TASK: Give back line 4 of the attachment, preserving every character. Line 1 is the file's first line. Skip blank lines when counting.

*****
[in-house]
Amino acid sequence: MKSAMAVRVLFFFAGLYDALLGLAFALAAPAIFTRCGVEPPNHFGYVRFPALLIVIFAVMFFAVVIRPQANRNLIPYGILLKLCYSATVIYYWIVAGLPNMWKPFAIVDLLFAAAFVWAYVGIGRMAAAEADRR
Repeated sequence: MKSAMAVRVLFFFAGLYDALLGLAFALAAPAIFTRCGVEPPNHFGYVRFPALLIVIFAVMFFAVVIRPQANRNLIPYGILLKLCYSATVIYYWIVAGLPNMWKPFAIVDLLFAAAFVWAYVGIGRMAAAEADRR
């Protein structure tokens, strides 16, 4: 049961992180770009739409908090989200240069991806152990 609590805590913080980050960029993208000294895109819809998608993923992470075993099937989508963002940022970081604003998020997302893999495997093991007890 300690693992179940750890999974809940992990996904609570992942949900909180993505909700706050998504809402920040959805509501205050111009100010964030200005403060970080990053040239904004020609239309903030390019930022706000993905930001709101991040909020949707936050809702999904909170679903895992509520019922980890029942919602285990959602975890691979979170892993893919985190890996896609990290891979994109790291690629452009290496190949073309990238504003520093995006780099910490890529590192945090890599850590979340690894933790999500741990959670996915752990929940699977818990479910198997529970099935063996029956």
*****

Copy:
């Protein structure tokens, strides 16, 4: 049961992180770009739409908090989200240069991806152990 609590805590913080980050960029993208000294895109819809998608993923992470075993099937989508963002940022970081604003998020997302893999495997093991007890 300690693992179940750890999974809940992990996904609570992942949900909180993505909700706050998504809402920040959805509501205050111009100010964030200005403060970080990053040239904004020609239309903030390019930022706000993905930001709101991040909020949707936050809702999904909170679903895992509520019922980890029942919602285990959602975890691979979170892993893919985190890996896609990290891979994109790291690629452009290496190949073309990238504003520093995006780099910490890529590192945090890599850590979340690894933790999500741990959670996915752990929940699977818990479910198997529970099935063996029956």